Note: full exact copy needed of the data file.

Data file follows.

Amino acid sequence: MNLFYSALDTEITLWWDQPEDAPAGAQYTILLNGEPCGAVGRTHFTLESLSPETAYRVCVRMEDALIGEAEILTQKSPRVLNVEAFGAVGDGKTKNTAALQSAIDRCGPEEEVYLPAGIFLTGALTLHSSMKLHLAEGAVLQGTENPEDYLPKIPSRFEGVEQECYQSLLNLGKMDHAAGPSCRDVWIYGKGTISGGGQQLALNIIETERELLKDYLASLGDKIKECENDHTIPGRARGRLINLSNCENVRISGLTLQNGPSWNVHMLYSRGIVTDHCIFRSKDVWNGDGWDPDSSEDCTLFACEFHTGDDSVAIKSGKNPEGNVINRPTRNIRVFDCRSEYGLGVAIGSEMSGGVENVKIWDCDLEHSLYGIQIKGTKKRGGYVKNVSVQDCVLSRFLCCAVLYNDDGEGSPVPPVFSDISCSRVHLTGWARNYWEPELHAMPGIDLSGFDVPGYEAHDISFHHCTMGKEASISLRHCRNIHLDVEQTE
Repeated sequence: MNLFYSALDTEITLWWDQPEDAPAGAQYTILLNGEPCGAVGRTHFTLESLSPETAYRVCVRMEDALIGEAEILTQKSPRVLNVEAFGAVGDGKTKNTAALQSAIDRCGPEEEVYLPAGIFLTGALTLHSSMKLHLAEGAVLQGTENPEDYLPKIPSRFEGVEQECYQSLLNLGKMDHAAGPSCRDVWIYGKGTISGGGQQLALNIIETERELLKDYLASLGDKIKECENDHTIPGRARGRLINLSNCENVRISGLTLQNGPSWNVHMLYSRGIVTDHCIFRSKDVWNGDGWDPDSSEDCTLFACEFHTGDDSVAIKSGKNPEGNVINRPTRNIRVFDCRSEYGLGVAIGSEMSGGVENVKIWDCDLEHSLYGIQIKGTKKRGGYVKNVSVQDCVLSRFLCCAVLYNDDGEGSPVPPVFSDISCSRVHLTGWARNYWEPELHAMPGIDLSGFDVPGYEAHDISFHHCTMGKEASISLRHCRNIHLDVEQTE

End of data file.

Amino acid sequence: MNLFYSALDTEITLWWDQPEDAPAGAQYTILLNGEPCGAVGRTHFTLESLSPETAYRVCVRMEDALIGEAEILTQKSPRVLNVEAFGAVGDGKTKNTAALQSAIDRCGPEEEVYLPAGIFLTGALTLHSSMKLHLAEGAVLQGTENPEDYLPKIPSRFEGVEQECYQSLLNLGKMDHAAGPSCRDVWIYGKGTISGGGQQLALNIIETERELLKDYLASLGDKIKECENDHTIPGRARGRLINLSNCENVRISGLTLQNGPSWNVHMLYSRGIVTDHCIFRSKDVWNGDGWDPDSSEDCTLFACEFHTGDDSVAIKSGKNPEGNVINRPTRNIRVFDCRSEYGLGVAIGSEMSGGVENVKIWDCDLEHSLYGIQIKGTKKRGGYVKNVSVQDCVLSRFLCCAVLYNDDGEGSPVPPVFSDISCSRVHLTGWARNYWEPELHAMPGIDLSGFDVPGYEAHDISFHHCTMGKEASISLRHCRNIHLDVEQTE
Repeated sequence: MNLFYSALDTEITLWWDQPEDAPAGAQYTILLNGEPCGAVGRTHFTLESLSPETAYRVCVRMEDALIGEAEILTQKSPRVLNVEAFGAVGDGKTKNTAALQSAIDRCGPEEEVYLPAGIFLTGALTLHSSMKLHLAEGAVLQGTENPEDYLPKIPSRFEGVEQECYQSLLNLGKMDHAAGPSCRDVWIYGKGTISGGGQQLALNIIETERELLKDYLASLGDKIKECENDHTIPGRARGRLINLSNCENVRISGLTLQNGPSWNVHMLYSRGIVTDHCIFRSKDVWNGDGWDPDSSEDCTLFACEFHTGDDSVAIKSGKNPEGNVINRPTRNIRVFDCRSEYGLGVAIGSEMSGGVENVKIWDCDLEHSLYGIQIKGTKKRGGYVKNVSVQDCVLSRFLCCAVLYNDDGEGSPVPPVFSDISCSRVHLTGWARNYWEPELHAMPGIDLSGFDVPGYEAHDISFHHCTMGKEASISLRHCRNIHLDVEQTE